Similarly, Ezra Pound celebrated the Troubadours and Trouveres of twelfth-century Provence, along with certain ancient Greek and Chinese poets, for finding a comprehensively elegant style that he felt was impossible in his own day. For much the same reason, William Butler Yeats longed for “the holy city of Byzantium”: “I think if I could be given a month of Antiquity and leave to spend it where I chose, I would spend it in Byzantium a little before Justinian opened St. Sophia and closed the Academy of Plato…. I think that in early Byzantium, maybe never before or since in recorded history, religious, aesthetic and practical life were one.” The great Modernists were united in little but their distaste for their own period, and their sense that it offered them few and shabby resources in comparison to what many of their distant predecessors had been able to draw upon.

This lesson too was not lost on McLuhan. Everything he wrote that would make him famous he wrote as a professor of English literature, rooted as a scholar in the technological, scientific, and religious upheavals of the early-modern world, and fascinated as a thinker by the immensely ambitious attempts of the great Modernists to use the resources of the past to respond, critically but constructively, to the twentieth century. Perhaps the best way to think of McLuhan is as a belated Modernist: born a generation or so later than Eliot, Pound, and Joyce, and working in a different intellectual medium than they worked in, but one with them in interest and ambition. The Gutenberg Galaxy is as much a document of magisterial Modernism as Ulysses, the Cantos, or The Waste Land.

The Gutenberg Galaxy, published in 1962, made McLuhan famous. Like other major texts of Modernism, this one repudiates conventional forms of organization. It begins with a page explaining, in discreet small type, that the book “develops a mosaic or field approach to its problems. Such a mosaic image of numerous data and quotations in evidence offers the only practical means of revealing causal operations in history.” (The only practical means? So all the historians have been wrong?) For anyone confused or troubled by this method, McLuhan gently suggests that “the last section of the book, ‘The Galaxy Reconfigured,’ deals with the clash of electric and mechanical, or print, technologies, and the reader may find it the best prologue.” So The Gutenberg Galaxy opens, before the beginning as it were, with a suggestion that one might want to start at the end: a classically Modernist bit of deliberately disorienting stagecraft. ——————–[section skipped]————————–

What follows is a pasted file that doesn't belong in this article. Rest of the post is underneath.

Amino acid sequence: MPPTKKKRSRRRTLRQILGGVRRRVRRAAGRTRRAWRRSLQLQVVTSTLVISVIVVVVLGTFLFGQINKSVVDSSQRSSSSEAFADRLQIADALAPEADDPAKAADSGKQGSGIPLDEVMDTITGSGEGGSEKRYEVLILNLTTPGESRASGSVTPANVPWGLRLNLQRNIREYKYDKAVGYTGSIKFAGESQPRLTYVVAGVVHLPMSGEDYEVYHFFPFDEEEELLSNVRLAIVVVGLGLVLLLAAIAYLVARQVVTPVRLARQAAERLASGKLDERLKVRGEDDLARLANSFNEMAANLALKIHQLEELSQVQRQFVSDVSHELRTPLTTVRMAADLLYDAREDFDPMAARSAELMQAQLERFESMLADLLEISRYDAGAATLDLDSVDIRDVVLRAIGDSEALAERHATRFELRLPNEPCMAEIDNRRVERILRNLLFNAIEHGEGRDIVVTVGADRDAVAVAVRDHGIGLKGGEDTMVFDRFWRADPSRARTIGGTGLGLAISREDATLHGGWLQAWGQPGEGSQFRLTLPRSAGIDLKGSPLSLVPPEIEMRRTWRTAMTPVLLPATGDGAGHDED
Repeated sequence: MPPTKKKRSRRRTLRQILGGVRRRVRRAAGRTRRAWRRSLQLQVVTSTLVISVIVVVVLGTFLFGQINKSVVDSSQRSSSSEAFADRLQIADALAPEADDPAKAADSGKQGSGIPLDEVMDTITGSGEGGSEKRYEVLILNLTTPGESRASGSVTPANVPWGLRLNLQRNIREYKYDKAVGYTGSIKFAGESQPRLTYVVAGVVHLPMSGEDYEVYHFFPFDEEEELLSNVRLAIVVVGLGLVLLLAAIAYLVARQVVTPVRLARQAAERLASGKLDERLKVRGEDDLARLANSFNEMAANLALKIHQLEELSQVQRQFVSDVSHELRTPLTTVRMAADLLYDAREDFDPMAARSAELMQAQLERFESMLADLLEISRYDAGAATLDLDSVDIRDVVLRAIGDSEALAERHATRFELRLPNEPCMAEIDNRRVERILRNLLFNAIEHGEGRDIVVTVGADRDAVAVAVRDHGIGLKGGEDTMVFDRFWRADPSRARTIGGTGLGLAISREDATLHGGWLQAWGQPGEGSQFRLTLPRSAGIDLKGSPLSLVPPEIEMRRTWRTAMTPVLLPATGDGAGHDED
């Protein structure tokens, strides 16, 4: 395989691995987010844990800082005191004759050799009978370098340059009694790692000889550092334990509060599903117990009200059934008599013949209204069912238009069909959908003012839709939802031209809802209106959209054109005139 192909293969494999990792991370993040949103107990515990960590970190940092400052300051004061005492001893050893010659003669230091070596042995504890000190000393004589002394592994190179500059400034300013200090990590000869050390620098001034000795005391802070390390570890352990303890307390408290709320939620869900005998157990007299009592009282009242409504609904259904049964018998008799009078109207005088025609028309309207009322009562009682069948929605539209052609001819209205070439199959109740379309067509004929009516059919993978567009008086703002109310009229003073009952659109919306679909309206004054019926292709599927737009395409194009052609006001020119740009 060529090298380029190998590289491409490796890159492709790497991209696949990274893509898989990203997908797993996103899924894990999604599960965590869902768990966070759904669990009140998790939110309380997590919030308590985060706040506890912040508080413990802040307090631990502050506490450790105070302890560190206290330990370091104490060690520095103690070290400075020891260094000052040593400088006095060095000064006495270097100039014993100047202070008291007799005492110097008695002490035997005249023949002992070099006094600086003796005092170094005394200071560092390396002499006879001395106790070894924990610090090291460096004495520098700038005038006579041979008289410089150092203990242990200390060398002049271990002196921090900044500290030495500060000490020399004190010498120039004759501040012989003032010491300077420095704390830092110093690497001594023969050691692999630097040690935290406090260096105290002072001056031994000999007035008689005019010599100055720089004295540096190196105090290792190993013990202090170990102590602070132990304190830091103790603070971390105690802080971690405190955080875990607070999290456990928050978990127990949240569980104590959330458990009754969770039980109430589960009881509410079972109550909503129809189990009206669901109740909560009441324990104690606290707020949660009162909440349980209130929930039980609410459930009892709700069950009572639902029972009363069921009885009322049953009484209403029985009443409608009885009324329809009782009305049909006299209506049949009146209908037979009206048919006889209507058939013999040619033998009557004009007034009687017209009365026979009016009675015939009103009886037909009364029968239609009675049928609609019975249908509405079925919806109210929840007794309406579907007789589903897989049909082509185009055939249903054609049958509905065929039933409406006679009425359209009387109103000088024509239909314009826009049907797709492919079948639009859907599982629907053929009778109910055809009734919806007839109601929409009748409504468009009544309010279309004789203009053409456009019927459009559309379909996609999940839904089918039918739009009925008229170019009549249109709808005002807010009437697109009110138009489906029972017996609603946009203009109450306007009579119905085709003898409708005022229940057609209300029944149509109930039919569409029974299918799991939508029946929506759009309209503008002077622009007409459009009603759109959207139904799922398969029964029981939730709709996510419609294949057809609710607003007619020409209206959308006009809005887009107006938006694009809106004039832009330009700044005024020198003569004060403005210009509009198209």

And it must also be remembered that it is not likely that Postman, Kenner, Ong, and many others would have achieved anything like what they did had it not been for the example and the provocation of McLuhan. He was, to borrow a useful phrase from Michel Foucault, a “founder of discursivity” — someone who didn’t just have strong ideas but who invented a whole new way of talking, who created vocabularies that others could appropriate, adopt, adapt, improve, extend. In his recent book The Information: A Theory, a History, a Flood, James Gleick cites a classically provocative McLuhanian assertion — “Man the food-gatherer reappears incongruously as information-gatherer” — and comments, “He wrote this an instant too soon, in the first dawn of computation and cyberspace.” Much of what McLuhan wrote came an instant too soon, and perhaps that’s the best reason to read him, infuriating and confusing though that experience may be. To read McLuhan is to gain at least an inkling of what it might be like to look around the next corner of history.

Alan Jacobs, a New Atlantis contributing editor and the author of the Text Patterns blog, is a professor of English at Wheaton College. His most recent book is The Pleasures of Reading in an Age of Distraction (Oxford, 2011).
Alan Jacobs, “Why Bother with Marshall McLuhan?,” The New Atlantis, Number 31, Spring 2011, pp. 123-135.

Read the section not included here at http://tinyurl.com/3ky4gzr .